To get the best advice on how to cook on a grill, why wouldn’t you go to a guy who goes by the name Meathead? Meathead Goldwyn is the founder of AmazingRibs.com and his new book is called: “Meathead: The Science of Great Barbecue and Grilling.”
The book doesn’t just outline the best steps for a perfect steak, it also explains the science behind what needs to happen to get your meat cooked just right.
Kai Ryssdal spoke with Meathead about some invaluable grilling tools, why you should grill fish using mayonnaise (yes, really) and how he’s seen the market for grilling products change over the years.
On tools you need to grill:
Thermometers are absolutely the single most important tool you can use — a digital meat thermometer, you can get a really good one, there’s a brand called ThermoPop for $30 bucks and they read almost instantly those old dial thermometers are not accurate and they take forever to give you a reading and if you want a steak medium rare, that’s 130-135 degrees. You can’t tell by color, you can’t tell by poking it and food safety is big issue — digital food thermometer will make your food taste better and safer, absolutely the number one most important tool.
On why you should use mayonnaise next time you grill fish:
It actually doesn’t add much to the flavor at all. Mayonnaise is a mixture of egg and oil. Actually, I learned it from a chef at a fish restaurant. It helps release the meat from the grill. And that’s the biggest problem with fish: it sticks. And if you give a light coat of mayonnaise, it won’t flavor it drastically, but it will release easier.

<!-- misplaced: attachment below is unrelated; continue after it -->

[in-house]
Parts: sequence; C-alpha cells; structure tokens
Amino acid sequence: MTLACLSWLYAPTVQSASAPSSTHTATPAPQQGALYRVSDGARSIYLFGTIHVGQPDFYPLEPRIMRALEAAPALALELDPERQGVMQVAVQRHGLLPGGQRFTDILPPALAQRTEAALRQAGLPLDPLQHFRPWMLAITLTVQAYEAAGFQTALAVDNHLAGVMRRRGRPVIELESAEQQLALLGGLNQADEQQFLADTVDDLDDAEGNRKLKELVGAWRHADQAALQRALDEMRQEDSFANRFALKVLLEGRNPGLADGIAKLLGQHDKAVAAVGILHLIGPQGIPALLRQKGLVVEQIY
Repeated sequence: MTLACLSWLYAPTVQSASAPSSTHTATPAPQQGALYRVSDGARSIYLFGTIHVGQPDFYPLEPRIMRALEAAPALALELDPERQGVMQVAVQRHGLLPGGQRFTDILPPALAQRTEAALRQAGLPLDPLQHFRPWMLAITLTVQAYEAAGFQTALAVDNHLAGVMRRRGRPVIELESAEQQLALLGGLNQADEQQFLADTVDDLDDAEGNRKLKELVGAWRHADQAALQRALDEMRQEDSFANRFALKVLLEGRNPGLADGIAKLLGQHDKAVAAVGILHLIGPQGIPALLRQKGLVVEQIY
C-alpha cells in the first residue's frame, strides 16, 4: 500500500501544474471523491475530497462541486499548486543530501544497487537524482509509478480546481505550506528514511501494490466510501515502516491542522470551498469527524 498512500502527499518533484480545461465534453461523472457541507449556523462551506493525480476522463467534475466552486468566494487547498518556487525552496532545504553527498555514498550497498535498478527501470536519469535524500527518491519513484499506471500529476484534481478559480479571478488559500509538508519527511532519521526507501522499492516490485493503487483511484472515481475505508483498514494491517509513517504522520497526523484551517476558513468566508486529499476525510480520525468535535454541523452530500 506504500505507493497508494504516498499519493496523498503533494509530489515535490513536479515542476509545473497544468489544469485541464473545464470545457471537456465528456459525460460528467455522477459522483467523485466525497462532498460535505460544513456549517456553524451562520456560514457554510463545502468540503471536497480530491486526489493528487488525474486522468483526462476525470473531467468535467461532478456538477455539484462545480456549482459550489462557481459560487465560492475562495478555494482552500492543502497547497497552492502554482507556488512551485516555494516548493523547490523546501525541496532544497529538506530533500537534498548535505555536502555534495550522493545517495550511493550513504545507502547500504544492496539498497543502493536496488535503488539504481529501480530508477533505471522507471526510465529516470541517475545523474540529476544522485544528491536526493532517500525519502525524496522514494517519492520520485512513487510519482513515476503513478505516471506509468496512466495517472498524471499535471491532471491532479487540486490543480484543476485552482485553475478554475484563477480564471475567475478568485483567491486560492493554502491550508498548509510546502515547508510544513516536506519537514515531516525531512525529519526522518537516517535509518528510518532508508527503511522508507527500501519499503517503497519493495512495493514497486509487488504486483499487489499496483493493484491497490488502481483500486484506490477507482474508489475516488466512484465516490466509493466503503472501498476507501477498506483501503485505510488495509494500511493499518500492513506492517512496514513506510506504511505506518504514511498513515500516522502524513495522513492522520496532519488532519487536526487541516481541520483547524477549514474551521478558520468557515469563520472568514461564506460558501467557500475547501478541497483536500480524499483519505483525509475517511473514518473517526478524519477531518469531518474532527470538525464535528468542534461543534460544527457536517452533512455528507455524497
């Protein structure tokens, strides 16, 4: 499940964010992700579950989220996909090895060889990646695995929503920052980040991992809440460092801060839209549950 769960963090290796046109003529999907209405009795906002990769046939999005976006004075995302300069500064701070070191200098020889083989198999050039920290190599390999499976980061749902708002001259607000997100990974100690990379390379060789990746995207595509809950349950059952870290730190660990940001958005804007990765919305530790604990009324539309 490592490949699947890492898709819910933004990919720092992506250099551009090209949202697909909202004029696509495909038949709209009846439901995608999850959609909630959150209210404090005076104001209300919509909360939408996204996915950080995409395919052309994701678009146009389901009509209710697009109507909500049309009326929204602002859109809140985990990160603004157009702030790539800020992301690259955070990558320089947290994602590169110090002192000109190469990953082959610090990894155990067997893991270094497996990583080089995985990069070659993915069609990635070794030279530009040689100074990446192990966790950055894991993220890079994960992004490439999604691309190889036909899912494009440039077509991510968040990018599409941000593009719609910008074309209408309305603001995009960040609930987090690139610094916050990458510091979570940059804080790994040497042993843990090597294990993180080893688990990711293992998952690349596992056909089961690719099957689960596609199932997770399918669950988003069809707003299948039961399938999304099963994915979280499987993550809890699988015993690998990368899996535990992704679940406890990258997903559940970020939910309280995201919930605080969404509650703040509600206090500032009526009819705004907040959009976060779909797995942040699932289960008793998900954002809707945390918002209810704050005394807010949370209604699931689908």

On how grilling in America has changed over the years:
There’s one really noticeable change. Weber does market research — they’re the only ones that have really useful market research that I could find. And I’ve been noticing it and they put a number on it: In 2004, 14 percent of the people who were doing the grilling were female. It’s up to 27 percent now. So, you know, it’s always been a guy thing. And my theory is that women let us have that space, it’s just like ‘let us humor him,’ but they let us have it.
A recipe from “The Science of Great Barbecue and Grilling“
Big Thick Steakhouse Steaks
Big Thick Steakhouse Steaks
Makes 2 to 4 servings
Takes2 hours to dry brine and about 45 minutes to cook
2 ribeye steaks, each about 11/2 inches thick
Coarsely ground black pepper
1. Prep. Trim most of the external fat from the steaks. Melting fat can cause flare-ups that deposit soot on the meat and burn the surface. Dry brine (see page 000) 1 to 2 hours before cooking. Pepper the surface of the meat to your taste and press it in. You can do this anytime. No need to take the meat out and let it come to room temperature.
2. Fire up. Set up the grill for two-zone cooking and shoot for about 225°F in the indirect zone.
3. Cook. Put the meat on the grill in the indirect zone. After about 15 minutes, start checking the interior temperature with a rapid-read thermometer. Check every 5 to 10 minutes in more than one location. At this low temperature, the exterior color should not go much beyond tan; if you add wood it might get a ruddy glow. Flip it if one side is cooking faster than another.